Mr. Gorham represented a client who was convicted a trial of sexual assault and sentenced to 1 year in custody. Mr. Gorham obtained bail pending appeal for this client and, later, argued that the trial judge misapprehended the evidence. In January 2019, the Summary Conviction Appeal court allowed the appeal and ordered a new trial. In early April 2019, the prosecution agreed not to re-prosecute the case.
Ms. Vandebeek represented a client who had been convicted of possessing fentanyl for the purpose of trafficking and sentenced to 6 year in custody. On appeal, she argued that the trial judge had misdirected the jury and the prosecutor had made improper remarks during the closing address. In December 2018, the Ontario Court of Appeal allowed the appeal and ordered a new trial.
In R v Boudreault (2018) Ms. Vandebeek represented the Criminal Lawyers Association on a constitutional challenge to the victim fine surcharge legislation. In late 2018, the Supreme Court of Canada struck down the legislation.
Mr. Gorham represented a client who was convicted of trafficking multiple kilograms of cocaine and crystal methamphetamine and sentenced to six years in jail at trial. On appeal, Mr. Gorham argued that the trial judge improperly admitted hearsay evidence. In November 2018, the New Brunswick Court of Appeal allowed the appeal and ordered a new trial.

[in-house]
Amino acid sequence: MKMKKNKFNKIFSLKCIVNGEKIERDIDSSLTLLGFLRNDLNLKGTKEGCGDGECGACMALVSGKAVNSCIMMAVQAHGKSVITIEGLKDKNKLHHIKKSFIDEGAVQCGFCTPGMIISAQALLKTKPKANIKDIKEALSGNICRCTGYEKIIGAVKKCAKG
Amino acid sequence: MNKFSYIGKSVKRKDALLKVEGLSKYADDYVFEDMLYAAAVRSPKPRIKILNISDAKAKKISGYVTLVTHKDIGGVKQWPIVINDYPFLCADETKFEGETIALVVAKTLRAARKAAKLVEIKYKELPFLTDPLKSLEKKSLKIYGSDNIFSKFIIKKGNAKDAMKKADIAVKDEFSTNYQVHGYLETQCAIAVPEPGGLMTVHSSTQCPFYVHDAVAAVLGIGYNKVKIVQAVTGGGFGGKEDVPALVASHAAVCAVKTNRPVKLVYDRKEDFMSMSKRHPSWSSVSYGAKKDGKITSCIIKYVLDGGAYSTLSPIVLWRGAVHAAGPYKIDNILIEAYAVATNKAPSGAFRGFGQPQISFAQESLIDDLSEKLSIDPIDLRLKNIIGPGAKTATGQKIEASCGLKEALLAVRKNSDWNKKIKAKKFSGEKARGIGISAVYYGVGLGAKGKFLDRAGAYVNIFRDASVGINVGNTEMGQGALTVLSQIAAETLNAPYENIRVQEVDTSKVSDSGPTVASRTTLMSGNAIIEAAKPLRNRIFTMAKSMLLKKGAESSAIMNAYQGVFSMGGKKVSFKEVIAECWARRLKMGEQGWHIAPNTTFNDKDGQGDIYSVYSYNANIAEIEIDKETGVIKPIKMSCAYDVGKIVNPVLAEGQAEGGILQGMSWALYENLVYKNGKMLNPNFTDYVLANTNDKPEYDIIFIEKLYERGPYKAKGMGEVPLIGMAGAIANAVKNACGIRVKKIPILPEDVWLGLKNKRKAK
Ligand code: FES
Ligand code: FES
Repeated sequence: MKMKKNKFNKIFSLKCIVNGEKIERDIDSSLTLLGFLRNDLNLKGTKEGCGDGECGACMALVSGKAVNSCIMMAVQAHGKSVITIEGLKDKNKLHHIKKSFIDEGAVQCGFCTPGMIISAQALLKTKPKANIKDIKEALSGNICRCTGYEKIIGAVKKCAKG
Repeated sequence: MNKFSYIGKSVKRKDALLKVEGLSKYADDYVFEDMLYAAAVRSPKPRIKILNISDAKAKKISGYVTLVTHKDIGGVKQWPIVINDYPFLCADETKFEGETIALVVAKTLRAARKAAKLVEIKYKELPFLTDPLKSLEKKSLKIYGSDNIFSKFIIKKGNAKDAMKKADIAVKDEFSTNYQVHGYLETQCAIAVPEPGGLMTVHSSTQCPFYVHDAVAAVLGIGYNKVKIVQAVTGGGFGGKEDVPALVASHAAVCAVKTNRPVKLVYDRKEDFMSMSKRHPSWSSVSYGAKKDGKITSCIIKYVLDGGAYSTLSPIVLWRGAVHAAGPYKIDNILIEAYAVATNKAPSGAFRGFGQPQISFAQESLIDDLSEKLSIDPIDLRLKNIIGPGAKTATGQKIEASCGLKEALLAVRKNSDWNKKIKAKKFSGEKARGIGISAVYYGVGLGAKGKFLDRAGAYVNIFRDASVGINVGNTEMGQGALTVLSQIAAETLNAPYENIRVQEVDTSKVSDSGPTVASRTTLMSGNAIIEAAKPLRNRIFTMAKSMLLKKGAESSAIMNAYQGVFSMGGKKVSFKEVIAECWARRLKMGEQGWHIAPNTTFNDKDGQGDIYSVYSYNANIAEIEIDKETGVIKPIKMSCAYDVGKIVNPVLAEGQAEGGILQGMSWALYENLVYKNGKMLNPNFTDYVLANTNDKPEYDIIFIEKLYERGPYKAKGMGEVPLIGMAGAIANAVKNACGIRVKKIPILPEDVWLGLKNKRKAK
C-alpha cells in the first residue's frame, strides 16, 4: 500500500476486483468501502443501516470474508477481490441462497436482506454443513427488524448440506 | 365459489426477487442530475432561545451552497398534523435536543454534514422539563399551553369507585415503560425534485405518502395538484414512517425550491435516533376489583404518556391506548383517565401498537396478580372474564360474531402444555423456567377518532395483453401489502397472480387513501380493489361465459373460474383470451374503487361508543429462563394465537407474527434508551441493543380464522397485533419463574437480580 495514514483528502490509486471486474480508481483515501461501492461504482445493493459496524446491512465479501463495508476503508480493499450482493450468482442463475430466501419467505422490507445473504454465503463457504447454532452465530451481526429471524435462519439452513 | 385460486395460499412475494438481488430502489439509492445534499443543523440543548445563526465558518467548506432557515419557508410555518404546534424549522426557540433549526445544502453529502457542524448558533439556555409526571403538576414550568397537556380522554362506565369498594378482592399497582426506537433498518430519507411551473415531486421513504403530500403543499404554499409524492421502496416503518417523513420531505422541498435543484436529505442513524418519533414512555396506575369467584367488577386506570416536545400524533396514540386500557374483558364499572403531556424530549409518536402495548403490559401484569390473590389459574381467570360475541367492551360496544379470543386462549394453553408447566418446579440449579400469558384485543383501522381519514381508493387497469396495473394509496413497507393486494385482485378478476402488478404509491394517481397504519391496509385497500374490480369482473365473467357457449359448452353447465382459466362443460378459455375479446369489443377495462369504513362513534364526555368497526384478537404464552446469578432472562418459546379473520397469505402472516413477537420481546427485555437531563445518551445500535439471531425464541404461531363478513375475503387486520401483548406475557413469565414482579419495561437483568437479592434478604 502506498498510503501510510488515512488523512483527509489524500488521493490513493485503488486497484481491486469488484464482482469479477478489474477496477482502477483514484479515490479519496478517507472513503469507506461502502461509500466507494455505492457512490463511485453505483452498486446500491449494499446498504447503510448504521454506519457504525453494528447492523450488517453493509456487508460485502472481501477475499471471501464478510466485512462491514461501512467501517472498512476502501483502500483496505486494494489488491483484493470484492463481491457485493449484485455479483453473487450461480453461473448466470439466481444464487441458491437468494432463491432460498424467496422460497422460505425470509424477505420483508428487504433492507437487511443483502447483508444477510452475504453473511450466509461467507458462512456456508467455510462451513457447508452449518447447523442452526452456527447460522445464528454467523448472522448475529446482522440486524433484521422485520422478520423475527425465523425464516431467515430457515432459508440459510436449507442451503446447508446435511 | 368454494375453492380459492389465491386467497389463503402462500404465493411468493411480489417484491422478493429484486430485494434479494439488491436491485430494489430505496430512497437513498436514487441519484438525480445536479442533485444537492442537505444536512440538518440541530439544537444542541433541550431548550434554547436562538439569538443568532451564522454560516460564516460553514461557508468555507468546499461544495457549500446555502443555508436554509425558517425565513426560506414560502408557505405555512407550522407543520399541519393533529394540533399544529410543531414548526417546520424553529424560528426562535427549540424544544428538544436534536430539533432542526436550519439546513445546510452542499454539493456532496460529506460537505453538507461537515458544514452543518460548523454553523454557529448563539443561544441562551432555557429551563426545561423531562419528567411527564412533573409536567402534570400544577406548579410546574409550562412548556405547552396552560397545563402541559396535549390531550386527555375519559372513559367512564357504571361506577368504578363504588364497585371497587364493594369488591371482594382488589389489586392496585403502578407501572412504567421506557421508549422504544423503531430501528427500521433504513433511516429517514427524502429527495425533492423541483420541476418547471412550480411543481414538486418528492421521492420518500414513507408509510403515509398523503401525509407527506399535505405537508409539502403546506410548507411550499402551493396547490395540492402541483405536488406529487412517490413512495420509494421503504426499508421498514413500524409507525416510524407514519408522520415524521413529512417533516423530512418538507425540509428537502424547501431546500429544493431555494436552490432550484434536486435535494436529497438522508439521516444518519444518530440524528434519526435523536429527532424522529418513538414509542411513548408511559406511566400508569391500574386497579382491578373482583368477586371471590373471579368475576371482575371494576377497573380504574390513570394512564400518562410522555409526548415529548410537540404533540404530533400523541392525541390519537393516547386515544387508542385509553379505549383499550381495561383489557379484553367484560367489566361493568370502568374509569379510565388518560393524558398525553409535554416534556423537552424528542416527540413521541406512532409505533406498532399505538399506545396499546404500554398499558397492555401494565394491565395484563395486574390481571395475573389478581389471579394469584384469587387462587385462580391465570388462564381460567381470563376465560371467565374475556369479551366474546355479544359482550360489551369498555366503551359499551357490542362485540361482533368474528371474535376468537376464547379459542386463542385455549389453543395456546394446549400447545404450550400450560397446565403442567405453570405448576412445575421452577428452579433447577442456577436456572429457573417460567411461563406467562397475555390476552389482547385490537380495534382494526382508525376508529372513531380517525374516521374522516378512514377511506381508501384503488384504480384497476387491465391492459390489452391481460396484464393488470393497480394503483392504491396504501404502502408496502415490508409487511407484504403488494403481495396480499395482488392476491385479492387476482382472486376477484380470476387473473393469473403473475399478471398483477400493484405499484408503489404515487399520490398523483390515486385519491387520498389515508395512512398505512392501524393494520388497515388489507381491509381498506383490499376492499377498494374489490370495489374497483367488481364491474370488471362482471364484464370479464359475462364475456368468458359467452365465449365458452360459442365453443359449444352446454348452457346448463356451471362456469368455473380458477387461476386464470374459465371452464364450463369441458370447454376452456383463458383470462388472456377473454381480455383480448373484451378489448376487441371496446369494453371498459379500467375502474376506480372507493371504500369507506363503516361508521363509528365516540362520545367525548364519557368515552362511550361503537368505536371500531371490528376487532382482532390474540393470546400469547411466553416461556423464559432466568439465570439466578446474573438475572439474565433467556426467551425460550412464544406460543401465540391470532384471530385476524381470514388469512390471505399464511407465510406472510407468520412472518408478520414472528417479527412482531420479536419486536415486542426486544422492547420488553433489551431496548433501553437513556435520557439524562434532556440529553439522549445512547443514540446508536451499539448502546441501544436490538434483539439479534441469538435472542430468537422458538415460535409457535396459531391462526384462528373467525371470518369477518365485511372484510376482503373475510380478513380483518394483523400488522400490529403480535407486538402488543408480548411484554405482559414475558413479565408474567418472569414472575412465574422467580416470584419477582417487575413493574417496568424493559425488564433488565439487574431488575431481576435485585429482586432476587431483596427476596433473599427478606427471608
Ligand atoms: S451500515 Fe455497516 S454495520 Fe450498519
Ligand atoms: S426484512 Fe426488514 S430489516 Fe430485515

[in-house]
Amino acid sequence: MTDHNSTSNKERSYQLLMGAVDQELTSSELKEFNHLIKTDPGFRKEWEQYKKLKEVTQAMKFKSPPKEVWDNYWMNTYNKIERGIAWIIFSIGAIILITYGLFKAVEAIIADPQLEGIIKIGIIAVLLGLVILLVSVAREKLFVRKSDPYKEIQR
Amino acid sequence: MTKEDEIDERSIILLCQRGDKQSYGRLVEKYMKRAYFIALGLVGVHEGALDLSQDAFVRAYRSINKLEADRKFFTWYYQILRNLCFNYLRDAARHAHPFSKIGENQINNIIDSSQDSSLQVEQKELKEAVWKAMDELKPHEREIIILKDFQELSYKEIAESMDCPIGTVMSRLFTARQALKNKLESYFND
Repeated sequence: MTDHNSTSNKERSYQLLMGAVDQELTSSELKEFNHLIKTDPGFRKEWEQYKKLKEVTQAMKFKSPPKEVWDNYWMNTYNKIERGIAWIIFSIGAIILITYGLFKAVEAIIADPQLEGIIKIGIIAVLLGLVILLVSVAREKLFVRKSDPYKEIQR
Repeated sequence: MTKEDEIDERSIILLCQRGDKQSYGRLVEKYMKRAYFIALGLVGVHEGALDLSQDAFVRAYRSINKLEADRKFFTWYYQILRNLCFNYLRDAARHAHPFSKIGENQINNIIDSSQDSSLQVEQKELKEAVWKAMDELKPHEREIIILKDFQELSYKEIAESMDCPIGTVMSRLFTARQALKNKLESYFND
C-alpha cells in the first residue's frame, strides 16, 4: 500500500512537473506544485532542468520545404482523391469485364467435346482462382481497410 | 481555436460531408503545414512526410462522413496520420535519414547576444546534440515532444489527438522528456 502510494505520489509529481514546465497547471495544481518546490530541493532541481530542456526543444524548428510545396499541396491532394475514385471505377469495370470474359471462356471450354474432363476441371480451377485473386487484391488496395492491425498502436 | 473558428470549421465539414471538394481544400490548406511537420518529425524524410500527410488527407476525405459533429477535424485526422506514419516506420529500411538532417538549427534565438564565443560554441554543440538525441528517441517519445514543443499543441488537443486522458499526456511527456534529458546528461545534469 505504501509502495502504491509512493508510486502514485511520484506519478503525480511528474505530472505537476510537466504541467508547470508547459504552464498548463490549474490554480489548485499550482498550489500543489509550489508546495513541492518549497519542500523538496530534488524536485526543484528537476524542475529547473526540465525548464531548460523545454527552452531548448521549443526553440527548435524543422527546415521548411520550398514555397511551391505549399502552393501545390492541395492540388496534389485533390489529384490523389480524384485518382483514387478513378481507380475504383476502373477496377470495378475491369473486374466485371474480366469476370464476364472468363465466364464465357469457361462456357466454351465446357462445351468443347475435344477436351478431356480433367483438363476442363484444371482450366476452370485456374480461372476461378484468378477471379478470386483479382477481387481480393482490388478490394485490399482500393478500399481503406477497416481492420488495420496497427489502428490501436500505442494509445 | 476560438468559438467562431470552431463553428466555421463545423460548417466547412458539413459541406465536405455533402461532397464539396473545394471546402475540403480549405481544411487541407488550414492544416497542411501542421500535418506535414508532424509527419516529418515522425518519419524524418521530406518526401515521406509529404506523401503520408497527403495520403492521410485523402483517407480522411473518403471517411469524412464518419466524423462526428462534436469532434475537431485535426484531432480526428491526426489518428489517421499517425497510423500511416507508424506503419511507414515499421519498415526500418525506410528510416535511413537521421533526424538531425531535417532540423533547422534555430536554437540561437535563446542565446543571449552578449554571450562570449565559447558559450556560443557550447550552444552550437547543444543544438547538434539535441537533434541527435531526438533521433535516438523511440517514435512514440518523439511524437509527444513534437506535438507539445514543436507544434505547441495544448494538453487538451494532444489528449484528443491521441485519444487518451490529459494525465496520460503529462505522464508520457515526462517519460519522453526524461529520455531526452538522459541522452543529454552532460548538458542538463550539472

Ms. Vandebeek represented a client on appeal who had been sentenced to nine months in custody. Ms. Vandebeek argued that the trial judge overemphasized general deterrence as a principle of sentencing. In April 2019, the Ontario Court of Appeal allowed the appeal and varied the sentence to 90 days to be served on weekends.
Frequently Asked Appeal Questions
What are the grounds for appealing a conviction?